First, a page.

Spreading the power of encryption to the masses

Computerworld |  Development

A: In this country, I think that there is more of a problem from business than government. But overall, I think it depends on your threat model. Governments carry guns and can put you in prison, they have the monopoly on violence. In that sense, governments are a worse problem than business. From the terms of invading your privacy and damaging your life, the private sector can do more damage than the government. Business will gather information on you and will use that information to hurt you by denying you health insurance, messing up your credit. The health insurance problem is particularly bad, if you get sick that information goes into a medical information bureau. If anyone changes their job, or has their own health insurance coverage, business will look for any opportunity to exploit that and deny you insurance.

Q: We're entering an era whhen the destructive power that individuals can possess can sometimes rival the power of the state, both in terms of the information that they can acquire and the fire power they can deliver with biological weapons and bombs. What do you say to government organizations that are charged with keeping the peace in an increasingly hostile world when they say they need to be able to backdoor your encryption programs?

A: That was the central focus of the debate throughout the 1990s, and that is a good question. I worry about criminals using cryptography. We have to have a government that can certainly catch criminals and detect criminals. Cryptography can help criminals hide, but signal intelligence is not the only tool law enforcement can use. There's human intelligence, traffic analysis and many other areas that are immune to cryptography. These crimes leave footprints in the real world. But as much as I hate to see criminals perpetrate horrible crimes, you need to remember that governments have killed more people than criminals have. Take a single government, such as Stalin. Stalin killed more people than all the criminals of the 20th century combined. A single government can do more damage than all the criminals put together, and when you add to that what Hitler did, and Suharto and Pol Pot . . . Political opposition groups have used Pretty Good Privacy to bring about their efforts to change governments. It was used in Kosovo, and used by the resistance in Burma and the government in exile of Tibet, it is also used by the White House and the Vatican and every single human rights organization around the world.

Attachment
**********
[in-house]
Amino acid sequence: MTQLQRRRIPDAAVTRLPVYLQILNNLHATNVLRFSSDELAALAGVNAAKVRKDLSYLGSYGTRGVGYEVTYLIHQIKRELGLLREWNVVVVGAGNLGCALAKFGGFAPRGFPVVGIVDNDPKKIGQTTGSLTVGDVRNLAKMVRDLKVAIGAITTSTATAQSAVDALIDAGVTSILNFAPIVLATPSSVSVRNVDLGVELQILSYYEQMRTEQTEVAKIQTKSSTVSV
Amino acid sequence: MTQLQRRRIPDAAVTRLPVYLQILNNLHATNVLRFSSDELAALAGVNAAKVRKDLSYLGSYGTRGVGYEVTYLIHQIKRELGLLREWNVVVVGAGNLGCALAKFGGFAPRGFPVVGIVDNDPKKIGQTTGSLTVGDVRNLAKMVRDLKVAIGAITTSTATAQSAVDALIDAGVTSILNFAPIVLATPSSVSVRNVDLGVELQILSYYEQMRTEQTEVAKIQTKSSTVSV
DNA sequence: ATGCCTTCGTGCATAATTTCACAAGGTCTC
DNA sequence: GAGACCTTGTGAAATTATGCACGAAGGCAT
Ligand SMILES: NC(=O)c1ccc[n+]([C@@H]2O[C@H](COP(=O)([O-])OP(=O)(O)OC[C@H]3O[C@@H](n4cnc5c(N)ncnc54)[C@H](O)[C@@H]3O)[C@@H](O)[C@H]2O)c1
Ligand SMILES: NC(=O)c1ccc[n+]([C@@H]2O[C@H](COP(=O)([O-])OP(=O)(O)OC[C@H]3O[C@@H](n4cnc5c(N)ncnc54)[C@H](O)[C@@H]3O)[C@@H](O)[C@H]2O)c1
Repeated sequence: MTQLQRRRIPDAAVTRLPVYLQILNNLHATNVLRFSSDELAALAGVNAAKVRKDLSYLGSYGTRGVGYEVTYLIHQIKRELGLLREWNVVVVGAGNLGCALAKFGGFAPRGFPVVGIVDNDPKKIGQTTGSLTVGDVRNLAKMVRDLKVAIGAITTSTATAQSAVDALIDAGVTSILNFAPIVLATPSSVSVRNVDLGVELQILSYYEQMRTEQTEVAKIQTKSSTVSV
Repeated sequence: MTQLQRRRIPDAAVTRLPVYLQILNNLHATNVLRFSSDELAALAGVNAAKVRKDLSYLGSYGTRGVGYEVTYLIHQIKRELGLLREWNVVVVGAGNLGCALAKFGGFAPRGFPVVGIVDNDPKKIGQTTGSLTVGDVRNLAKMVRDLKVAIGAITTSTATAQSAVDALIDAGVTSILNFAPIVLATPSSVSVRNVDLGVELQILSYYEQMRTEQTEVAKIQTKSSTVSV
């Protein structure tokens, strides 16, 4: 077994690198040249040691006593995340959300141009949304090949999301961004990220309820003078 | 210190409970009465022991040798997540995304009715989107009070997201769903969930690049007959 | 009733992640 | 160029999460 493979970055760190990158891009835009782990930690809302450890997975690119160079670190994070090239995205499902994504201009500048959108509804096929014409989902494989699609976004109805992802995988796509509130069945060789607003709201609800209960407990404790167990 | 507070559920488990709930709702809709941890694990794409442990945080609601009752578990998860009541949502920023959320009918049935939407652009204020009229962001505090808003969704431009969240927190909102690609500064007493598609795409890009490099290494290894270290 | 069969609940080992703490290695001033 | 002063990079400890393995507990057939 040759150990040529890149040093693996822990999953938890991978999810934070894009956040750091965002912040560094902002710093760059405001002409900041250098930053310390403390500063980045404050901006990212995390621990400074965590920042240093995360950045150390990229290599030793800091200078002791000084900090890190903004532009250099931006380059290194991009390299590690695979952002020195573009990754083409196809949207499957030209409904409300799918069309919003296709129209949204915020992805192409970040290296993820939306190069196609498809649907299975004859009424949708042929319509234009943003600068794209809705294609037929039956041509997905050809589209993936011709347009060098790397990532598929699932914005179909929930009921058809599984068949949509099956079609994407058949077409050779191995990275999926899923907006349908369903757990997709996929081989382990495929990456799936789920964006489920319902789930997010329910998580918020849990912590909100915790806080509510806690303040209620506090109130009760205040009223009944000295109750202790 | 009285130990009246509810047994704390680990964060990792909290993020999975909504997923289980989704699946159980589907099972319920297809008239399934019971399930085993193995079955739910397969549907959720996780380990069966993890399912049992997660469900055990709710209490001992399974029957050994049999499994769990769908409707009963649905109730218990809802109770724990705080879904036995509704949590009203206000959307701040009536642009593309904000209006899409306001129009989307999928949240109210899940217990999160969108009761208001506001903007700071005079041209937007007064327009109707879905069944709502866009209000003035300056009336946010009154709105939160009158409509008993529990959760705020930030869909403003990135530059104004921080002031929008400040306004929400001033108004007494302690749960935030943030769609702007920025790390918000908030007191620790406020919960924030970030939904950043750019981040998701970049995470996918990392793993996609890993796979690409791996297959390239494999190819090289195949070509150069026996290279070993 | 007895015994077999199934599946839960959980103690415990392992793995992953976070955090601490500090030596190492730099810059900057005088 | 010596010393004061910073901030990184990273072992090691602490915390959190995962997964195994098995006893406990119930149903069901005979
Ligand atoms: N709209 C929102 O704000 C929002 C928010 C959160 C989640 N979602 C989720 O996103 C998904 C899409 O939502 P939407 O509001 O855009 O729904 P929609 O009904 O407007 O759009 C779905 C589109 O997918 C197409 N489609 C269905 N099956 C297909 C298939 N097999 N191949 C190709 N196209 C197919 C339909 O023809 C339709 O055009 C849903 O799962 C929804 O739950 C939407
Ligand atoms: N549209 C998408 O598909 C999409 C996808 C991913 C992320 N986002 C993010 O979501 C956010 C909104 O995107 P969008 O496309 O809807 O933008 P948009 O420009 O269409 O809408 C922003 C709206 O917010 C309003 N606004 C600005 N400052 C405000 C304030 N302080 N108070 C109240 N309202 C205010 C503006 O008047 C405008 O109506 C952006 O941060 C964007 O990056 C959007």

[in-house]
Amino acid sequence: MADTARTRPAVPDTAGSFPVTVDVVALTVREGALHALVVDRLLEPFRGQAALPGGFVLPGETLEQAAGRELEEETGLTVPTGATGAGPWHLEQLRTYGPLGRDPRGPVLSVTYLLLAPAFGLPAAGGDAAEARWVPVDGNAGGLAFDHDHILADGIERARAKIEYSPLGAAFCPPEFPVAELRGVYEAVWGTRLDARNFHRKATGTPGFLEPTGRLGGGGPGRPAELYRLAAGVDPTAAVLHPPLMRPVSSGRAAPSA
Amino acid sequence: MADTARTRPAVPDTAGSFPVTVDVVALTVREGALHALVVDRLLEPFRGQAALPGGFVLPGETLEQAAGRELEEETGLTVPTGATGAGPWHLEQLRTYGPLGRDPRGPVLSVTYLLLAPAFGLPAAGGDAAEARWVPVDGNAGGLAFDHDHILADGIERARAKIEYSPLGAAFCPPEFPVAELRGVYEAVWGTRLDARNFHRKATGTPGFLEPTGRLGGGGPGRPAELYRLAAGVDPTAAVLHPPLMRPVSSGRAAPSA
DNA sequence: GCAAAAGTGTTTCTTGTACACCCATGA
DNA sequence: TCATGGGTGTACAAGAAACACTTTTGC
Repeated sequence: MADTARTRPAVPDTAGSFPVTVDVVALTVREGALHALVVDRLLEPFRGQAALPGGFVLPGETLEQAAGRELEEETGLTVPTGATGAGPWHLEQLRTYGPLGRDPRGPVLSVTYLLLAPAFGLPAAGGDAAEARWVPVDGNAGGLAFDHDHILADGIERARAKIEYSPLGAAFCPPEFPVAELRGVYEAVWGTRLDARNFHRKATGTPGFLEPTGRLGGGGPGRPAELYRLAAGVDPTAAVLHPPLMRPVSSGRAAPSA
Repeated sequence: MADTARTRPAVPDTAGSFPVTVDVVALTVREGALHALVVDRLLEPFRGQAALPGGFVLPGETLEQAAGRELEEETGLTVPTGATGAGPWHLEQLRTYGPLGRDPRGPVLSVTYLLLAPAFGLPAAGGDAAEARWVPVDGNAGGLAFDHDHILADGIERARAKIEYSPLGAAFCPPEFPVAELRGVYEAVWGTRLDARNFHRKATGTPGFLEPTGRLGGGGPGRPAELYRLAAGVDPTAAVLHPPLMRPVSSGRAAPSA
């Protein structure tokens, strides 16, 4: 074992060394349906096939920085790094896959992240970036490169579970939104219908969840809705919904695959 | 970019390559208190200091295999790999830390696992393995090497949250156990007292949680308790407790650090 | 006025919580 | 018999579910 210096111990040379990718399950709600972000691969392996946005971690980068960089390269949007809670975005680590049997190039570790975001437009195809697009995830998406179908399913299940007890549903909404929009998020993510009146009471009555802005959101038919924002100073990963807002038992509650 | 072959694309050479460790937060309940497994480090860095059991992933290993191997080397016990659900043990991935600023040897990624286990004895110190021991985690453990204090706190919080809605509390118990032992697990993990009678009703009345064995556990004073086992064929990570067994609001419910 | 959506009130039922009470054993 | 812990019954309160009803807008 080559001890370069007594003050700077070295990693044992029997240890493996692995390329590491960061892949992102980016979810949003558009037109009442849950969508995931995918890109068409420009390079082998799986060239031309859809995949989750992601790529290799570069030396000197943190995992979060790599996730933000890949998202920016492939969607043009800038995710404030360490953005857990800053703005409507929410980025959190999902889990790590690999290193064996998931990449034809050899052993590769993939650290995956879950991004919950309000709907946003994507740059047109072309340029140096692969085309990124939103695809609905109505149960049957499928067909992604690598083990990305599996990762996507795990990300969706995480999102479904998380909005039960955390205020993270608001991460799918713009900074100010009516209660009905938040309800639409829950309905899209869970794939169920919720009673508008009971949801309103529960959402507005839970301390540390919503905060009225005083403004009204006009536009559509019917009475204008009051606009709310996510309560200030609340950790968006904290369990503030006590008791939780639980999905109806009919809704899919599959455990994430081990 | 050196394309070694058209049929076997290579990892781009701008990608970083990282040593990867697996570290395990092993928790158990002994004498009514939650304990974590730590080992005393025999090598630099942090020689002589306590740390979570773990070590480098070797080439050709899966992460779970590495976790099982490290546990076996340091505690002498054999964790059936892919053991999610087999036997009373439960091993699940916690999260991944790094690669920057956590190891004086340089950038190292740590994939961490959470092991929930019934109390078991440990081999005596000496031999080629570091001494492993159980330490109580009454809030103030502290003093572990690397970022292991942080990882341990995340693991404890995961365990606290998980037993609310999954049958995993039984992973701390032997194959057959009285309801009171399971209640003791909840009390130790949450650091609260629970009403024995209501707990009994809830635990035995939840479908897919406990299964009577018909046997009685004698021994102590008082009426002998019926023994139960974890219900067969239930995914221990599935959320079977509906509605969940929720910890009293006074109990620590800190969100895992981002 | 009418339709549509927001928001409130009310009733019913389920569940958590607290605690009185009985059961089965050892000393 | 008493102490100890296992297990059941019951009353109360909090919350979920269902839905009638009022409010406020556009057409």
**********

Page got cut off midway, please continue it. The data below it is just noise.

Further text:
Q: What about wartime use? Breaking Nazi and Japanese codes is often seen as a key to the Allied victory in World War II. Do you ever worry that you will give some other government an unfair advantage in a future war?

A: The military use of cryptography has changed since World War II. The U.S. never broke the encryption algorithms of the Soviet Union for at least the past 30 years and that goes for other countries, as well.

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